The Unquantifiable Effects Of Exercise On Your Mind

Many people who spend hours exercising in gyms, such as Workout Anytime, think about the quantifiable results – fewer kilos, larger muscle mass, lower body fat, among others. This is understandable as getting the most from physical exercise involves seeing results and one of the best ways to do so is to make before-and-after comparisons.  

Quantifiable results, however, are just one part of the equation. Physical fitness has non-quantifiable benefits, too, particularly on your mental and emotional health! Think of exercising in the gym as akin to tai chi where the mind and body are connected, a meditation in movement with each push and pull.

Here are the unquantifiable effects that physical exercise has on your mind.  

Being Present in the Here and Now

We live in a world where the next task, the next goal, and the next activity are often more important than the present one. Our daily planners are filled with appointments for the entire year and we’re more likely to think about them well before they come. In short, we’re not being present in the here and now.

Such mindset isn’t recommended when engaged in physical exercise. You have to be in the here and now because exercise demands mental concentration on proper form and technique. You have to focus on feeling how each of your muscles respond to the movement, on exhaling and inhaling with each movement, and on doing what needs to be done.

You’re so focused on exercise that everything else seems to fade away. You can run on the treadmill and be lost, so to speak, to the feeling of exhalation (i.e., runner’s high). You can lift weights and be lost in the moment.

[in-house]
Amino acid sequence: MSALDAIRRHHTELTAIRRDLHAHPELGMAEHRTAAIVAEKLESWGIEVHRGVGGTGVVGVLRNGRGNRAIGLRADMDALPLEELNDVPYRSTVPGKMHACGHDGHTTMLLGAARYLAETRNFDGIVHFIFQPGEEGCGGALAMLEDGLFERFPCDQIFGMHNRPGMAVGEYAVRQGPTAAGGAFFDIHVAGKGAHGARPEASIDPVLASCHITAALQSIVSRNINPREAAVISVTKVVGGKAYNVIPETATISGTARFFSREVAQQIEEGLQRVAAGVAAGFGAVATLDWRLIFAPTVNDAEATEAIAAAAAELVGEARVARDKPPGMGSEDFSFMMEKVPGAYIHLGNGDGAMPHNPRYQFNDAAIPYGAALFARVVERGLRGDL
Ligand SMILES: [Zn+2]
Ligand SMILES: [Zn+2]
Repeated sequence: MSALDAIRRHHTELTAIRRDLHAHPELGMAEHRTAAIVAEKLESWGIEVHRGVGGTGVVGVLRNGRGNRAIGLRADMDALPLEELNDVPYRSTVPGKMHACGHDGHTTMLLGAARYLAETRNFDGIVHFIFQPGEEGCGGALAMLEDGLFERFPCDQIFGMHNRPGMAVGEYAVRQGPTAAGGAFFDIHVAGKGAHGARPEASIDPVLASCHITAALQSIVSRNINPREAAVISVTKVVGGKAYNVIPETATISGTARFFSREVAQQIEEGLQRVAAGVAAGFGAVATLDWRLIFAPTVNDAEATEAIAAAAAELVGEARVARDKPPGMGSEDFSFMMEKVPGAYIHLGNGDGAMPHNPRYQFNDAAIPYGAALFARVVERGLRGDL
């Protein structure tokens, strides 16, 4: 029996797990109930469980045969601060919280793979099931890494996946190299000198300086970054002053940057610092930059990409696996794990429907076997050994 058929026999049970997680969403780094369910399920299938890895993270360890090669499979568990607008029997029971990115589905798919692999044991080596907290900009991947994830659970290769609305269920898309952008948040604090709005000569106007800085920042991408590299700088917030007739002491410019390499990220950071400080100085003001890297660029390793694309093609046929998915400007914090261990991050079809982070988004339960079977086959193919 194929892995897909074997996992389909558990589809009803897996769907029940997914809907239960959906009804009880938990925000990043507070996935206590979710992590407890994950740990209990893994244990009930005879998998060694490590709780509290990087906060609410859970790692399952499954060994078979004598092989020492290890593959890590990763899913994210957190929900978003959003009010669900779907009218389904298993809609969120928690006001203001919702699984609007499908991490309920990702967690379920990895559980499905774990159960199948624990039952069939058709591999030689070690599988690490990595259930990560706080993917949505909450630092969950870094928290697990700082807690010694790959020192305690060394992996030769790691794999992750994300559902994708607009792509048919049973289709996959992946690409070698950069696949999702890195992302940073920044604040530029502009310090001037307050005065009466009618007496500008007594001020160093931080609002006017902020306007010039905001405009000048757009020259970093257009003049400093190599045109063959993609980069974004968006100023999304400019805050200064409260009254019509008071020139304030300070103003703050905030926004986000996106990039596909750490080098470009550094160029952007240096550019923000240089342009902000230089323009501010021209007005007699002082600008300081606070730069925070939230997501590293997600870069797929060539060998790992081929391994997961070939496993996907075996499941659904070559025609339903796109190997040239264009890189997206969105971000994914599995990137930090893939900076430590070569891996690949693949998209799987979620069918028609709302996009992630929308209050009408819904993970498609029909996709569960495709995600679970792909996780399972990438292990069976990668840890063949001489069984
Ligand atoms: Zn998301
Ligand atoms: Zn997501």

This mindset can translate to your everyday activities. You will be able to enjoy the moment, concentrate on the task at hand, and stop worrying about the future.

Being Healed of Your Emotional Pain

There’s a good reason why mental health professionals recommend physical exercise as part of effective therapy for people in emotional pain, such as after a tragedy or trauma. Physical exercise aids in emotional healing in several ways including:

  • Releasing feel-good hormones that increase feelings of well-being and decrease stress levels
  • Forcing concentration on the moment and movement so there’s less focus on emotional issues

You don’t have to be engaged in prolonged exercise or in strenuous movements either. Often, the best way to start with exercise is with yoga and Pilates since these are gentle on the body yet gradually builds up in intensity. You’re also more likely to build self-confidence and self-esteem as you go along.

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